By Bruce Henderson - The Charlotte Observer -
The state agency charged with protecting North Carolina’s waters let plans for a controversial water-supply reservoir west of Charlotte advance with no scrutiny.
Cleveland County Water, which serves rural residents, had labored since 2000 to win approval for the impoundment. Environmental rules make reservoirs hard to build because they drown streams, wetlands and rare species.
In an unprecedented move, the N.C. Division of Water Quality made the path easier. The division simply waived a state permit that says the project won’t hurt water quality.
The decision last month came after Republican-led legislators ordered regulators to collaborate with communities in building reservoirs.
Federal authorities disagree on the Cleveland County reservoir’s impact.
The U.S. Army Corps of Engineers, which also has to sign off on the reservoir, says it would cover 1,500 acres of forest and farmland, destroying 24 miles of streams, six acres of wetlands and a federally threatened plant community.
The Environmental Protection Agency has also urged the county to look for alternatives.
Federal authorities can’t approve projects that may hurt water quality, from freeway construction to hydroelectric dams, until the state does. That gives North Carolina a veto to stop environmental damage or allow it with special conditions.
Tags: ncpolclean waterwaterDENR
By Bruce Henderson
Attorney General Roy Cooper continues to hammer at Duke Energy Carolinas’ latest rate hike, saying the utility’s profit margin is too high and unsupported by Duke’s evidence.
Cooper, whose duties include advocating for consumers, won his appeal of Duke Carolinas’ 2011 rate case, which increased rates 7.2 percent.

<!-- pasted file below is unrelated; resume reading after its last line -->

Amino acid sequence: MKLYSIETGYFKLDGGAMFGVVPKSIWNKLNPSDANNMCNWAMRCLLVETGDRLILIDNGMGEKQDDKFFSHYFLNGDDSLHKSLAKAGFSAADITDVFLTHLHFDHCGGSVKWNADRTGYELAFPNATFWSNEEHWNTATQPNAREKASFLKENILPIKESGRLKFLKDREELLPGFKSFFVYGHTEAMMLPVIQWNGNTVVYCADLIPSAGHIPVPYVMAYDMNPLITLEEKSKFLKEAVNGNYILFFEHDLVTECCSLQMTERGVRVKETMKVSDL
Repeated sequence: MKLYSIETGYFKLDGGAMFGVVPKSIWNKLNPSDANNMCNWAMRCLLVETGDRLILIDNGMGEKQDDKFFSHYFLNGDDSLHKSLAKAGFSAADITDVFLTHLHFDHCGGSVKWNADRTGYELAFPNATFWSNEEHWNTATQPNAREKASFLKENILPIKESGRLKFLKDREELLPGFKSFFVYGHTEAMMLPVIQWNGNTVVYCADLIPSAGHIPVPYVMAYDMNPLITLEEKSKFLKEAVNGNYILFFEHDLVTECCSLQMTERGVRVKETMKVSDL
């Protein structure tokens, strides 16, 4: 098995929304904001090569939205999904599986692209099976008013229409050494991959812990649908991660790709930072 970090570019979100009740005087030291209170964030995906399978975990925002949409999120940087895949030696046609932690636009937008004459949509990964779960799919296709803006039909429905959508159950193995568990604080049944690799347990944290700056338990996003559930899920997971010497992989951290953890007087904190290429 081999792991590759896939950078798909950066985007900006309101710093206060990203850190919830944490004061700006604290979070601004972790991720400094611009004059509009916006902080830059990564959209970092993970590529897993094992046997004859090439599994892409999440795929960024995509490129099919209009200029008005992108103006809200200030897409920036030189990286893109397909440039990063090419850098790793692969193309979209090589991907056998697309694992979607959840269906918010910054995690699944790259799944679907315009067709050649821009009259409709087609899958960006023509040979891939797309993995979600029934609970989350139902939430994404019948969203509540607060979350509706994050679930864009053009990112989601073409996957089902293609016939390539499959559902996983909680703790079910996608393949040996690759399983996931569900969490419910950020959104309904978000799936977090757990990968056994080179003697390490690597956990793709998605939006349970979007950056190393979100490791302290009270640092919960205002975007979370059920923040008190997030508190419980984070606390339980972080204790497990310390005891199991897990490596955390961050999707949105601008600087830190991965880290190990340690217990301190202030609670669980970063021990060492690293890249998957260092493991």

The N.C. Supreme Court ruled this year that the state Utilities Commission didn’t fully document the impact to customers of the return on equity, or profit margin for shareholders, granted Duke.
Cooper says the ruling should lead to lower utility profits and customer rates in other cases, including the one now before regulators.
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The director of the state water quality and resources program will address section leadership Wednesday morning about the recent changes the program is going through – including restructuring and possible staff cuts.
At the beginning of August, the Department of Environment and Natural Resources consolidated its Division of Water Quality and Division of Water Resources. The move brought Water Quality under the umbrella of Water Resources.
“Tom Reeder, the (water resources) division director, will be addressing his section chiefs about consolidation of the two divisions,” said Jamie Kritzer, a spokesman for DENR. He was not able to elaborate.
In the coming months, the Division of Water Resources’ leadership will look at what regulations and practices can be trimmed to make the combined program more efficient.
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If you have problems reading this letter, please click here.
Tags: jordan lakewaterncgancpol
By Mark Binker
RALEIGH, N.C. — The Senate Rules Committee is looking over a new version of House Bill 74, the Regulatory Reform Act of 2013, which knits together several different regulatory reform bills lawmakers have seen this session.
Committee members will have a chance to think over the bill Wednesday night, and they will debate and take a vote on the bill Thursday.
By Laura Leslie
RALEIGH, N.C. — State House lawmakers voted 80-33 Wednesday to ease restrictions on four terminal groin projects at the coast.
The House version of Senate Bill 151 is a far cry from from the original Senate version, which would allow terminal groin construction in every inlet in the state, as well as removing parts of current law intended to protect property owners and taxpayers.